Mar 6, 2014 - When you get right down to it, how do you build a space elevator? The proposed design really couldn't be simpler: a sea platform (or super-ship) ... IAA hopes for a seven-day climb from the base to GEO — slow, but still ...

Audacious & Outrageous: Space Elevators | Science Mission Directorate

https://science.nasa.gov/science-news/science-at-nasa/2000/ast07sep_1

Sep 6, 2000 - Above: Artist Pat Rawling's concept of a space elevator viewed from the ... into space with its center of mass at geostationary Earth orbit (GEO), 35,786 km ... of the tower and cable structure going to platforms at different levels.




60,000 miles up: Space elevator could be built by 2035, says new study






When you get right down to it, how do you build a space elevator?

The proposed design really couldn’t be simpler: a sea platform (or super-ship) anchors the tether to the Earth, while a counterweight (also called an “apex anchor”) sits at the other end, keeping the system taught through centripetal force. Though many have dreamed of asteroid-capture missions to wrangle a space rock into being our anchor, the IAA points out that such a mission would likely require a space elevator to be possible in the first place.
Instead, the report argues that a nascent space elevator should be anchored first with a big ball of garbage — retired satellites, space debris, and the cast-off machinery used to build the elevator’s own earliest stages. Interestingly, a tether stretching 150,000 kilometers or more would have enough weight of its own to sidestep the need for a counterweight altogether. All tethers, no matter the length, will have to be made in a curved shape so no single edge-on micro-collision could sever the ribbon entirely — though at just a meter wide, a collision wouldn’t have to be very “macro” to cover the entire silhouette.
Climbers might well deploy huge solar arrays like this to power the climb past about 40 kilometers in altitude.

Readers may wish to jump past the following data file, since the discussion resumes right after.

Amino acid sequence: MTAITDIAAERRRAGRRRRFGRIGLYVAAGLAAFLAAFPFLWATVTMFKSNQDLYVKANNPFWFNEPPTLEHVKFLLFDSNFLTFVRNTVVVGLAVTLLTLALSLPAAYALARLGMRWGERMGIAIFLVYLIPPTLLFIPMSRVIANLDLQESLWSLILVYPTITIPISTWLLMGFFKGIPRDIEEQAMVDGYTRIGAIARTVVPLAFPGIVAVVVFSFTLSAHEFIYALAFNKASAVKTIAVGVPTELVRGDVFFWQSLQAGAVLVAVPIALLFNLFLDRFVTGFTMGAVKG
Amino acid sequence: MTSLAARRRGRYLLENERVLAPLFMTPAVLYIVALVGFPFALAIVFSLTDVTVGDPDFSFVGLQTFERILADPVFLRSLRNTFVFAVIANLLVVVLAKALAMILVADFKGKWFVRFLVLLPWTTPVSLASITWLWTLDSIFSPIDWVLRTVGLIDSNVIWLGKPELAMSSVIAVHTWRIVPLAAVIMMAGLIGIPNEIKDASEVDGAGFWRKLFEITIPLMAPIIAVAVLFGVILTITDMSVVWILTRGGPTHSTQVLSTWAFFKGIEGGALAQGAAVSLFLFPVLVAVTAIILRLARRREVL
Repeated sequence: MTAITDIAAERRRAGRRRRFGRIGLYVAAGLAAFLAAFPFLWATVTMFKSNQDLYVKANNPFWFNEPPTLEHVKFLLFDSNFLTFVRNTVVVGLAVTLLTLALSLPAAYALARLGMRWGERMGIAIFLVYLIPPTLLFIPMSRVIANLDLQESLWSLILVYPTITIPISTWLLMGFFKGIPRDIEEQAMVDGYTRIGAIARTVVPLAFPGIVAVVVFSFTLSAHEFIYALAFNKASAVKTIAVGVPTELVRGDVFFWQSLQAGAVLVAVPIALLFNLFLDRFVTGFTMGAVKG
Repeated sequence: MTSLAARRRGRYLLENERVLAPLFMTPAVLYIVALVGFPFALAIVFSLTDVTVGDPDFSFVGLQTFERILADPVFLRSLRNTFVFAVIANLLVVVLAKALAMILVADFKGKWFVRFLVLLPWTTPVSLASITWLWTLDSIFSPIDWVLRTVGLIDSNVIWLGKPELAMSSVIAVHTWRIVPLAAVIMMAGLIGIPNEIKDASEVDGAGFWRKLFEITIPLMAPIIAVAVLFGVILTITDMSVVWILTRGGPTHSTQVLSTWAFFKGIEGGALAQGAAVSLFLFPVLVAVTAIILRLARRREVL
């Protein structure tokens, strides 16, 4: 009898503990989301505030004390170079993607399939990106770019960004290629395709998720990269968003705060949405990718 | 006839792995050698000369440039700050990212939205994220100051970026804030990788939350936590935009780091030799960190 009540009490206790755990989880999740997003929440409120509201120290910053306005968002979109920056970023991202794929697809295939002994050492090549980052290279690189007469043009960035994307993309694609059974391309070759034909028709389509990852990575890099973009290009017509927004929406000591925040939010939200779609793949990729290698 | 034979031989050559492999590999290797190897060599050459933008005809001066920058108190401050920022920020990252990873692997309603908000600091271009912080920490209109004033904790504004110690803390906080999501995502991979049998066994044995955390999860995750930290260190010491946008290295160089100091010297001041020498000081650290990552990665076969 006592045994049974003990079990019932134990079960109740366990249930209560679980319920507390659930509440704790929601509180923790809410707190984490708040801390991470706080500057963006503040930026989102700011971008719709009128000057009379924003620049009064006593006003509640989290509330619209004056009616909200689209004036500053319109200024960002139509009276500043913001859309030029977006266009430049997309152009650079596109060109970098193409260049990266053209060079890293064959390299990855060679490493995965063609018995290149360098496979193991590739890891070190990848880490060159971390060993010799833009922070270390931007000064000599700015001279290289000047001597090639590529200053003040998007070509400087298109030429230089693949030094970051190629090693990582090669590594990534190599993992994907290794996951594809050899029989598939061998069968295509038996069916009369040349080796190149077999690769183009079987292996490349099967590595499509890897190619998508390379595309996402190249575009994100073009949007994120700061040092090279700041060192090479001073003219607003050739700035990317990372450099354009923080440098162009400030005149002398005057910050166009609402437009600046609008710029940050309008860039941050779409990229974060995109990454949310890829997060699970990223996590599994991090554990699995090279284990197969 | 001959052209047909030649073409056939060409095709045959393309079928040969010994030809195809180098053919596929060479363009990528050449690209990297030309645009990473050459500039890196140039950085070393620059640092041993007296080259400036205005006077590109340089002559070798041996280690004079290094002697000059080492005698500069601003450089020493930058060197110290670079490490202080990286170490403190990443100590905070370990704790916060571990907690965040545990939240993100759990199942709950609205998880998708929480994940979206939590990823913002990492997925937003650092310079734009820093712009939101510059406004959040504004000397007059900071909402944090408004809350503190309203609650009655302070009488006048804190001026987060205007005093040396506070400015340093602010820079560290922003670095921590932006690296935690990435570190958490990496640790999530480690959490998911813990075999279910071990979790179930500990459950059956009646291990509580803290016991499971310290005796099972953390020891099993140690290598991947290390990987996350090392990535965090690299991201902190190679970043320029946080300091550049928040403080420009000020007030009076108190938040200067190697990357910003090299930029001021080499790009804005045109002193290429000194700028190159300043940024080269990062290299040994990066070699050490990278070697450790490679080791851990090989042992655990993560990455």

Climbers might well deploy huge solar arrays like this to power the climb past about 40 kilometers in altitude.
To keep weight down for the climbers (the elevator cars, if you will), this report imagines them as metal skeletons strung with meshes of carbon nanotubes — how would you like to ascend to space in a huge future-hammock? Each car would use a two-stage power structure to ascend, likely beginning with power from focused lasers fired from the ground, or with power sent down from a dedicated box satellite. Past 40 kilometers altitude, though, the climber’s own solar array should be able to keep it moving with light unfiltered by Earth’s atmosphere. IAA hopes for a seven-day climb from the base to GEO — slow, but still superior (and far cheaper) to the rockets that lead to months-long delays in launches today.

And more importantly, can we get the international cooperation to build such a mega a contraption?

In terms of placement, IAA is unequivocal: a space elevator would be too precious a resource to be built within the territory of any particular nation-state — they reference the Suez Canal as an example of the problems in giving a self-interested nation control over global infrastructure. Though every government would certainly love a space elevator of their very own, cost considerations will likely make that impossible in the near-term. Purely by virtue of its physical size, a space elevator will stretch through multiple conflicting legal zones, from the high seas to the “territorial sky” to the “international sky” to outer space itself. Each of these presents its own unique legal and political challenges. The US could very well find itself lobbying China for help in building a tether that will help in surveillance of Chinese territory — this will not be an easy project to plan.